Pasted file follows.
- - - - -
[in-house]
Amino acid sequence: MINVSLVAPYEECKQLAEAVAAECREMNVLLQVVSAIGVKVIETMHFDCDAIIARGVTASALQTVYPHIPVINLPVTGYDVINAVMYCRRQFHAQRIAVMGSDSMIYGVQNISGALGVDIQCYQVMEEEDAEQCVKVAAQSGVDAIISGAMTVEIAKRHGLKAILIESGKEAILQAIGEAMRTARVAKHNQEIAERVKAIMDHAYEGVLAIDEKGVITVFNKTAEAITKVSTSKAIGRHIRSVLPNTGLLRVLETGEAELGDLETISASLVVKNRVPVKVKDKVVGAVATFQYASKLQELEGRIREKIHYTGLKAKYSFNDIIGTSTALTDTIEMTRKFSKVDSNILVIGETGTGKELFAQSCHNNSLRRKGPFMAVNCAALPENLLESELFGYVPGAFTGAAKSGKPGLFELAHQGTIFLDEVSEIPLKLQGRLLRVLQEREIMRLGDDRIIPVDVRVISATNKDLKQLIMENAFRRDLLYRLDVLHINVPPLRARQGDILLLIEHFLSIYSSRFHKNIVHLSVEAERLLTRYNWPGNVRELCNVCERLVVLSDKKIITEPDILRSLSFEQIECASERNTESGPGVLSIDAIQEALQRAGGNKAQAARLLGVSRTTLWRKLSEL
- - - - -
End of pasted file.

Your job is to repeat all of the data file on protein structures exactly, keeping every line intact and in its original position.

[in-house]
Amino acid sequence: MINVSLVAPYEECKQLAEAVAAECREMNVLLQVVSAIGVKVIETMHFDCDAIIARGVTASALQTVYPHIPVINLPVTGYDVINAVMYCRRQFHAQRIAVMGSDSMIYGVQNISGALGVDIQCYQVMEEEDAEQCVKVAAQSGVDAIISGAMTVEIAKRHGLKAILIESGKEAILQAIGEAMRTARVAKHNQEIAERVKAIMDHAYEGVLAIDEKGVITVFNKTAEAITKVSTSKAIGRHIRSVLPNTGLLRVLETGEAELGDLETISASLVVKNRVPVKVKDKVVGAVATFQYASKLQELEGRIREKIHYTGLKAKYSFNDIIGTSTALTDTIEMTRKFSKVDSNILVIGETGTGKELFAQSCHNNSLRRKGPFMAVNCAALPENLLESELFGYVPGAFTGAAKSGKPGLFELAHQGTIFLDEVSEIPLKLQGRLLRVLQEREIMRLGDDRIIPVDVRVISATNKDLKQLIMENAFRRDLLYRLDVLHINVPPLRARQGDILLLIEHFLSIYSSRFHKNIVHLSVEAERLLTRYNWPGNVRELCNVCERLVVLSDKKIITEPDILRSLSFEQIECASERNTESGPGVLSIDAIQEALQRAGGNKAQAARLLGVSRTTLWRKLSEL